Though probably my favourite strange show was a performance with shayne avec i grec as 2 Dope Boys in a Cadillac. A friend had set us up an evening performing at an art gallery in Syracuse, NY, with a band coming into town from Ithaca. But we arrived in Syracuse at the onset of what turned out to be a 5-day snowstorm. With snow piling up outside and everyone locking themselves indoors, we wound up performing a show for our friend and his friend, and the four members of the band (who performed, in turn, for the four of us). And it was one of my favourite performances we ever gave!

HM: You have been involved with the Vancouver Poetry House (which runs the wonderful weekly Vancouver Poetry Slam, Mondays at Café Duex Soleil) since 2013, and now you are the Artistic Director! You, along with many on the masthead, also started your career performing as a slammer in the very same circle. Now, VPH hosts national and world spoken word events, along with various festivals including the upcoming Verses Festival of Words. Can you tell us a bit about what it’s been like to mix your art and performance with professional roles such as this?

JM: I took over this role in December 2018. But I’d been deeply involved with Vancouver Poetry House as an organizer, coordinating our WordPlay Poets program starting in 2013, co-directing the Hullabaloo portion of Verses starting in 2015, and twice acting as tournament director of the CIPS portion of Verses. Being an artist organizer has been alternately maddening and exhilarating. Most of my work has been voluntary, and executing at the level I would like to requires a great deal of time and energy: The burnout is real! If I’m being honest, my personal artistic practice has suffered the last couple years, as my time and energy for creating new works, or even rehearsing existing ones, has dwindled. But I love the events we create. I love knowing that our work creates opportunities for other artists, and especially when that work enables us to support emerging artists. And I love knowing that the platforms we offer artists enrich the lives of people in the communities around me. I have a timeline in mind for when I’ll step back, both to give space for other folks to bring fresh perspectives and energy to this work, and to give myself space to nurture and grow my own practice. But in the meantime, I know that as much as I might question why I’m doing this as the exhaustion and stress mounts in the months leading into the festival, I know that by the time the festival is over I’ll probably be saying, “Yes, let’s do this again and again forever!”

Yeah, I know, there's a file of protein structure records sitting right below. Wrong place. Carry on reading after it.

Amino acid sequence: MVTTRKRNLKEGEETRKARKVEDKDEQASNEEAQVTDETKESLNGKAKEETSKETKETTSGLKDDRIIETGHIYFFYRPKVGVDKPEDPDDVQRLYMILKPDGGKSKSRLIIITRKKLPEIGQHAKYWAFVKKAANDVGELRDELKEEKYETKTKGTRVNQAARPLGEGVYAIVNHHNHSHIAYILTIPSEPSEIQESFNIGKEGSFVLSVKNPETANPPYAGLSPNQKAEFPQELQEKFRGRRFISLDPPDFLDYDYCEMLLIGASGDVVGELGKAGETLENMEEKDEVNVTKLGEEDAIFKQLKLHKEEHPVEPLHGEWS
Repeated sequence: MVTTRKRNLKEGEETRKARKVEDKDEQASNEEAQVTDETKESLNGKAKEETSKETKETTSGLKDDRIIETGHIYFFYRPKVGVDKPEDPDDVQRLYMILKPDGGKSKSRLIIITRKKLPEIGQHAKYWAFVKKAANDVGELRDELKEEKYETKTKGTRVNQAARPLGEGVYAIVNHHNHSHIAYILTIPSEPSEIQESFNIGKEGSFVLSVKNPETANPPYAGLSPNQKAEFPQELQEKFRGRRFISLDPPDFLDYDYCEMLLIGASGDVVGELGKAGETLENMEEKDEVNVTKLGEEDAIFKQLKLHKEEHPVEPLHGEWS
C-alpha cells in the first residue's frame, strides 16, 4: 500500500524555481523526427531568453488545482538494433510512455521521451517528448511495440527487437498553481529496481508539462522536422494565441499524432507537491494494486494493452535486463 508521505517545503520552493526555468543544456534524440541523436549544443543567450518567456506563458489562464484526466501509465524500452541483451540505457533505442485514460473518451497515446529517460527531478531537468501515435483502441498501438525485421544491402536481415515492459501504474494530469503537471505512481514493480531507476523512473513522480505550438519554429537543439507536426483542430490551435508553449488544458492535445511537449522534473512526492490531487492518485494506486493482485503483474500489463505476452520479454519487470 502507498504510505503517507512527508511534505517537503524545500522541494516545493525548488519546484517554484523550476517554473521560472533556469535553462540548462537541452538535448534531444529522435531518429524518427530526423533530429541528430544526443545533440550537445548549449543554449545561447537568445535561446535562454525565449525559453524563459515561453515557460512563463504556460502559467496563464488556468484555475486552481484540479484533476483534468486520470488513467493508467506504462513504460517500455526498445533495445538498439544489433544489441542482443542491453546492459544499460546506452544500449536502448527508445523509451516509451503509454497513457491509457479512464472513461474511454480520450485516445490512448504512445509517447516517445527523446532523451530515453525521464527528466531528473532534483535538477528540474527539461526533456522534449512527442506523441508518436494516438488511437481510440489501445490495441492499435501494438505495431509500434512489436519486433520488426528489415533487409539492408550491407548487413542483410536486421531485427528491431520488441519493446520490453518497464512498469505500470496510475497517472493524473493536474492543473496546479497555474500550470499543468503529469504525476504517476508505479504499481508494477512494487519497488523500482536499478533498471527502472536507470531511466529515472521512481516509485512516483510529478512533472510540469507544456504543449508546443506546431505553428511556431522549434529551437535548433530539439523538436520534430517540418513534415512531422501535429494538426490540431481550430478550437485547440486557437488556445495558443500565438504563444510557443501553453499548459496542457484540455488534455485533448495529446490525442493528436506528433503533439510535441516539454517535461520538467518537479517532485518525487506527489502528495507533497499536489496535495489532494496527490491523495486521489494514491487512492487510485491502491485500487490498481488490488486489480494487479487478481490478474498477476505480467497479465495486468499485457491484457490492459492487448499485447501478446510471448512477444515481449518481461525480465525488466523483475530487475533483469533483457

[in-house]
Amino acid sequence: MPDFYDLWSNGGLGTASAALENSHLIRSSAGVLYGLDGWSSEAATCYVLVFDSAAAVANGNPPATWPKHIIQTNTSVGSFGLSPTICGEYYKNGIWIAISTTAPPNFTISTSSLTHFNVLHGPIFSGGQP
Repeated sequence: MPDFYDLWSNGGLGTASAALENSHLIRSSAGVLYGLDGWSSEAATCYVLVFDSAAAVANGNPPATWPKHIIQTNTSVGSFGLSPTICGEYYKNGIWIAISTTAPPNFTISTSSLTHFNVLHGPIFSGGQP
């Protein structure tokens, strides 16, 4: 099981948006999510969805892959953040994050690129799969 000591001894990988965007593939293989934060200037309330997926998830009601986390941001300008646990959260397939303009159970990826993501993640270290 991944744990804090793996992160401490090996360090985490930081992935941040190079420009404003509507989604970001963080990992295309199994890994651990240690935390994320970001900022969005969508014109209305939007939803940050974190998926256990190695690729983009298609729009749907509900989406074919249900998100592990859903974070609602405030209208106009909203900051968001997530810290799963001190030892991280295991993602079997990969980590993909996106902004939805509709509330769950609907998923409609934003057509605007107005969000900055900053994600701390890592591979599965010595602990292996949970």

HM: Verses Festival of Words begins April 25th! Of course, as the Artistic Director you’re probably overwhelmed with the bounty of talent that you’ve secured…but we always want the inside scoop! What events are you most looking forward to at this year’s festival?

JM: We have so many exciting events this year, I can’t even begin to pick which to highlight–there’s a little something for everyone. But, of course, there’s a few that stand out. Our first big event at York Theatre on April 28th is one that I can’t wait for: Vivek Shraya alone is already reason for huge excitement (and I gather Vivek may have a special surprise or two for us), but the fact that we get to be the official Vancouver launch for her and Ness Lee’s Death Threat feels a little mind-blowing to me. Of course, our Hullabaloo events–the youth mini-festival that makes up the first three days of Verses–are dear to my heart. I cry on stage at Hullabaloo every year, and it’s usually as I’m in the midst of saying how remarkable and moving our youth participants are. El Jones kicks off the festival at Hullabaloo’s Spoken Word Jamboree, and she’s the sort of artist I feel like everyone needs to hear. Which is great, because that’s a free event, so you really have no excuse not to go! Okay, two more highlights: The launch of Write Bloody North on April 29th is going to be fantastic, and I’m stoked that we get to host some visiting artists from Australia’s Word Travels and celebrate Mashed Poetics’ 10th anniversary on May 2nd. Mashed Poetics was inspired by a show in Australia, so it seems serendipitous that we were able to put together that double-header. Oh, and of course, Regie Cabico at Interrobang?!–AH! Okay, okay, I’ll stop…

Hannah Macready lives in Vancouver, BC.